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Countries across the world, including the very poorest, have begun to implement heavy-handed measures to slow the rate of transmission of COVID-19. Even before taking those measures, low-income countries with hardly any identified cases were already reporting sizeable economic impacts. Travel and tourism have ground to a halt, producers can’t get materials, and retailers can’t get products. Global growth estimates are down, along with growth estimates for Africa, Latin America, and elsewhere. One estimate suggests that a 1 percent lower growth in the global economy would translate to between 14 million and 22 million more people living in extreme poverty.

But are the actions that we are taking in the United States and other high-income countries the same ones that should be implemented in low-income countries?

Stemming the spread of the disease and mitigating the impact on the economy are interwoven. As the disease spreads, it affects the economy with workers sick, caring for family members, and dying. As the economy slows, increased poverty means more deaths from hunger and other health conditions. Some actions to slow the spread of the virus are injurious to the economy, and some actions to revitalize the economy will make it harder to slow the spread of the virus. Any reaction must incorporate both health and economic risks. Expanding the safety net for poor households may be good for both, but the poorest countries also tend to have the weakest safety nets.

Low-income countries also differ from high-income countries in that they have far fewer elderly citizens, and COVID-19 is not affecting all segments of the population equally. Older individuals are much more likely to be affected, with the Imperial College COVID-19 Response Team reporting that symptomatic individuals in their seventies are twenty times more likely to require hospitalization than those in their twenties. What this means is that an uncontrolled virus could have a far lesser death toll in a much younger population. Consider Uganda and Spain, two countries with a similar total population size (between 40 and 50 million people) but with dramatically different age distributions of that population. In Uganda, more than half the population is under the age of 20 and only about one percent of the population is over the age of 70. In Spain, less than 20 percent of the population is under the age of 20, and 15 percent is over the age of 70.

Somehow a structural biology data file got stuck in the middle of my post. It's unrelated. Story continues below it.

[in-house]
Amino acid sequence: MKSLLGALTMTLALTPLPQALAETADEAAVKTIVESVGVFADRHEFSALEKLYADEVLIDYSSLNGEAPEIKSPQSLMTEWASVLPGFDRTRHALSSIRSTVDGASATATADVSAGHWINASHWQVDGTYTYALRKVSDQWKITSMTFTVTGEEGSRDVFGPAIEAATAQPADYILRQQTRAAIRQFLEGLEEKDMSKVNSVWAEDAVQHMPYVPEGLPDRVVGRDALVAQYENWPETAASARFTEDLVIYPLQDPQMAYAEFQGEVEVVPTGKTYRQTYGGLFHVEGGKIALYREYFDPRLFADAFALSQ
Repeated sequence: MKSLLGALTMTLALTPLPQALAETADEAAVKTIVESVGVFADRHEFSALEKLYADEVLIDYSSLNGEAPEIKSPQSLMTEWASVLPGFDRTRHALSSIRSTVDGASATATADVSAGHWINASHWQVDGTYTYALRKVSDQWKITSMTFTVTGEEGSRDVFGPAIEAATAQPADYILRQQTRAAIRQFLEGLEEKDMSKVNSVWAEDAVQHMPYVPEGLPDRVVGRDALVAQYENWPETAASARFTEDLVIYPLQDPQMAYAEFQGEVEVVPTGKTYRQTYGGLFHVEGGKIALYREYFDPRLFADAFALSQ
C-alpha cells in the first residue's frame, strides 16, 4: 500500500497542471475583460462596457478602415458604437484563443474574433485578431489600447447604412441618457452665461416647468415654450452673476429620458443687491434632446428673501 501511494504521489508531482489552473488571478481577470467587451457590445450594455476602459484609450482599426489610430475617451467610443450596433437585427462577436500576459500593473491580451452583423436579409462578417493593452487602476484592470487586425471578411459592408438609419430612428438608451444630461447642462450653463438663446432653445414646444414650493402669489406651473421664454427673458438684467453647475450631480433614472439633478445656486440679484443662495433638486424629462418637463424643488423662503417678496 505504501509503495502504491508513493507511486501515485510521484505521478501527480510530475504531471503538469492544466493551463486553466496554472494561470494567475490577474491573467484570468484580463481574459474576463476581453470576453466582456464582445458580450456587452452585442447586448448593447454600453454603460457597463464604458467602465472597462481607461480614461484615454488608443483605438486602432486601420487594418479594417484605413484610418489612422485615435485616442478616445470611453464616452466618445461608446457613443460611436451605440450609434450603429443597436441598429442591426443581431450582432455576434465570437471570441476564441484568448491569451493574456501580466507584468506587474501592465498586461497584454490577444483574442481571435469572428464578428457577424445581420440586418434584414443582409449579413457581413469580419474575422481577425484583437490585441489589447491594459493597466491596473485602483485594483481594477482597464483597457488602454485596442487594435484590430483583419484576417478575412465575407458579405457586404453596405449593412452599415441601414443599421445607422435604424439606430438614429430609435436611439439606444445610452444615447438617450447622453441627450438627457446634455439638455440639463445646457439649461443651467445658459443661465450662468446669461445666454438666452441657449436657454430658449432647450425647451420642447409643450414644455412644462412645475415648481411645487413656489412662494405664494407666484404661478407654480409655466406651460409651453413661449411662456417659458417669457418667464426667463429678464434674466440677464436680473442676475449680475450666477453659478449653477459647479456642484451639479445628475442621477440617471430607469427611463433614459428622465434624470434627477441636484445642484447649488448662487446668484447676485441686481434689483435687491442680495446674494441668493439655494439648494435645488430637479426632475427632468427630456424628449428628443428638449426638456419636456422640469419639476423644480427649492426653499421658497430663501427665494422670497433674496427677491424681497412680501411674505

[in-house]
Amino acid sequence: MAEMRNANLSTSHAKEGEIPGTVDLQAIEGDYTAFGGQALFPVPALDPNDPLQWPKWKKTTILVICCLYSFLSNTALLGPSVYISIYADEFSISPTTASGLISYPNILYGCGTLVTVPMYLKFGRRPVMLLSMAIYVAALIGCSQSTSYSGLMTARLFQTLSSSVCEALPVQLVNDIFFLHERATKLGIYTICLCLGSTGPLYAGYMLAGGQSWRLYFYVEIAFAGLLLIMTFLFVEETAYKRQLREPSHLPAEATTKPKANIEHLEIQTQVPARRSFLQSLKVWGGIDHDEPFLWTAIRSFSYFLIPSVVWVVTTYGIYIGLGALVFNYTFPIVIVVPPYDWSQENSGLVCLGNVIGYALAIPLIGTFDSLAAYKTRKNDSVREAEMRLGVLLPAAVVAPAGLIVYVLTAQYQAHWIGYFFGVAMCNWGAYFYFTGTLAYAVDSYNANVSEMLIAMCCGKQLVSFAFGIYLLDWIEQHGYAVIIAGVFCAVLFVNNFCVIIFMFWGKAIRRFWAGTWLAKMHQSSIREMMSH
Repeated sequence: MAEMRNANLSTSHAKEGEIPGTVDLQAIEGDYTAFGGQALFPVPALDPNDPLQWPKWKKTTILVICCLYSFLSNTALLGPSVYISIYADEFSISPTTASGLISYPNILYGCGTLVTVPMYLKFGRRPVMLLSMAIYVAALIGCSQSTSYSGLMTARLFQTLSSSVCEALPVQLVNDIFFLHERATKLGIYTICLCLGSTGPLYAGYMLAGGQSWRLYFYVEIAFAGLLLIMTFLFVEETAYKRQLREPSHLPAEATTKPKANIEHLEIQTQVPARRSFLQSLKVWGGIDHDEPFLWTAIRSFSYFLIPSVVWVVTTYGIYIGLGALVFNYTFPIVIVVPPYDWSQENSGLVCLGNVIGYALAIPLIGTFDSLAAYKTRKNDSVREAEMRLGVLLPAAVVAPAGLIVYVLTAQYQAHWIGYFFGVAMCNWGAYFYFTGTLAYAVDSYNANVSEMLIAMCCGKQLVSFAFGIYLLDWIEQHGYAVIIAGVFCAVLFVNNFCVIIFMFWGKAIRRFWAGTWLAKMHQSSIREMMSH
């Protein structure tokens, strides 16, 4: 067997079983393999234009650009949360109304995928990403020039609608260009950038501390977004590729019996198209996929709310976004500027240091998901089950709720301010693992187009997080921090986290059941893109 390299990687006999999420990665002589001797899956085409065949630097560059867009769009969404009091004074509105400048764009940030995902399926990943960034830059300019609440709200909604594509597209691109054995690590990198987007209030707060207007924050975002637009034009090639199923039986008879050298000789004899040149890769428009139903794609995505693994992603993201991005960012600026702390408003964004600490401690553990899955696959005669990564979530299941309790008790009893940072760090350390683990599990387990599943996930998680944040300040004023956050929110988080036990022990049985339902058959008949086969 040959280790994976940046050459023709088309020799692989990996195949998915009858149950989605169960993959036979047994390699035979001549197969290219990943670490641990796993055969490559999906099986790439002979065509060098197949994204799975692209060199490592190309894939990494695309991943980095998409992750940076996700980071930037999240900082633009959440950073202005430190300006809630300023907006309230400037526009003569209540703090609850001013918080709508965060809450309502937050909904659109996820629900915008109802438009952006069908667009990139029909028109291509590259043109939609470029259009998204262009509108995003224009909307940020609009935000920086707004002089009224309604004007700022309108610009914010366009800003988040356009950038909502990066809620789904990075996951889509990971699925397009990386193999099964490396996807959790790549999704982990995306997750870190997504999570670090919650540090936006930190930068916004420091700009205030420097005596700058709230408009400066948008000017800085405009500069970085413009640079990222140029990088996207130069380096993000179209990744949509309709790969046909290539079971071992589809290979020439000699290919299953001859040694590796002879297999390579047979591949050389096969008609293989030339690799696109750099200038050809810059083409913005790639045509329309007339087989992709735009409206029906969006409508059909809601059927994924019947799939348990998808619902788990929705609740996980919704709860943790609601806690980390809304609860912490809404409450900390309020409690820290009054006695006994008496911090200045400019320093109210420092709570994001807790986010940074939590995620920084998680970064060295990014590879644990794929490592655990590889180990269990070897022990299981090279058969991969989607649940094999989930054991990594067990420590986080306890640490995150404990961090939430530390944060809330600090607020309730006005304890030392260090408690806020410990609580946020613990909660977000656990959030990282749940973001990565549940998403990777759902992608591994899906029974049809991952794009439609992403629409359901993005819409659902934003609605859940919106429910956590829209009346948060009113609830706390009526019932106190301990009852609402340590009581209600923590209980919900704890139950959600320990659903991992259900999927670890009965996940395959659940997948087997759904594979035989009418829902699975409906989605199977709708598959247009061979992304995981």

Let’s pause for some assumptions. We’ll use numbers from the Imperial College report: absent measures to stem the rate of infection, 81 percent of a country’s population will get infected, 55 percent of cases will be symptomatic, and we retain the report’s age distribution of symptomatic cases requiring hospitalization and hospitalized cases requiring critical care from that report. Let’s add the dramatic assumption that all patients in critical care would tragically pass away. While this is not the case in high-income countries, many low-income countries have very limited critical care facilities, so it may not be as far from the truth as we’d like.

Under those assumptions, 1.3 percent of the Spanish population would be killed by the epidemic, whereas only 0.15 percent of the Ugandan population would be killed: that’s half a million fewer deaths. If we look across high-income and low-income countries broadly, the much-younger population in low-income countries would translate into a mortality rate of 0.23 percent, as opposed to a rate of 1.14 percent in high-income countries (see the figure below).